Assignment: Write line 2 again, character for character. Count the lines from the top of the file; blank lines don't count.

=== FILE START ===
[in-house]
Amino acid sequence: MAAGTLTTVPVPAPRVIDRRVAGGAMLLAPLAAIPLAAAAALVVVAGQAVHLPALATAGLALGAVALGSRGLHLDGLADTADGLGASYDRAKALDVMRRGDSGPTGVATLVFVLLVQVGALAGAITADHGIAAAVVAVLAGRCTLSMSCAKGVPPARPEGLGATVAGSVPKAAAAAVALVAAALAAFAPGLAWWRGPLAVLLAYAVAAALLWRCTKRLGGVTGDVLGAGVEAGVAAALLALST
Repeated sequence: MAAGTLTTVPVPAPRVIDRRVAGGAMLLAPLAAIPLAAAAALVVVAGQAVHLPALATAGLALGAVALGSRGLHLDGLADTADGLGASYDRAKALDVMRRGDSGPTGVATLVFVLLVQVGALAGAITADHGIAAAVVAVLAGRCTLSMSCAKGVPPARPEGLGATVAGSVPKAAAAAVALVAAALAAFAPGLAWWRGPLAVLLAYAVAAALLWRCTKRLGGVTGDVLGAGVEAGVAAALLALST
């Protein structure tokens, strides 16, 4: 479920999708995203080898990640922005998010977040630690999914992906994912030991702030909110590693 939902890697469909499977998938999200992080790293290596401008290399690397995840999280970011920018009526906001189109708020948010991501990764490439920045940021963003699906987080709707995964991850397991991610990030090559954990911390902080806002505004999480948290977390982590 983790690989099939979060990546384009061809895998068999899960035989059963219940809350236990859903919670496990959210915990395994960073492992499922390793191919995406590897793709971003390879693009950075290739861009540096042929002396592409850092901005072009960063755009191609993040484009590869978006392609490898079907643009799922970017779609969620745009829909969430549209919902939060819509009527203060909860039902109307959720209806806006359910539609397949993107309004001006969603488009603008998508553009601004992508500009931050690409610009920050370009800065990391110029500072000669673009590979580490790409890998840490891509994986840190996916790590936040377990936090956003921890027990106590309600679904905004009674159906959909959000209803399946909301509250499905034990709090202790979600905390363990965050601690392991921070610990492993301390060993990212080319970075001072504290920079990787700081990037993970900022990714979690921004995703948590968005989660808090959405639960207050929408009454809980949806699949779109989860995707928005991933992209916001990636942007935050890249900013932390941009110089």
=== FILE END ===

Amino acid sequence: MAAGTLTTVPVPAPRVIDRRVAGGAMLLAPLAAIPLAAAAALVVVAGQAVHLPALATAGLALGAVALGSRGLHLDGLADTADGLGASYDRAKALDVMRRGDSGPTGVATLVFVLLVQVGALAGAITADHGIAAAVVAVLAGRCTLSMSCAKGVPPARPEGLGATVAGSVPKAAAAAVALVAAALAAFAPGLAWWRGPLAVLLAYAVAAALLWRCTKRLGGVTGDVLGAGVEAGVAAALLALST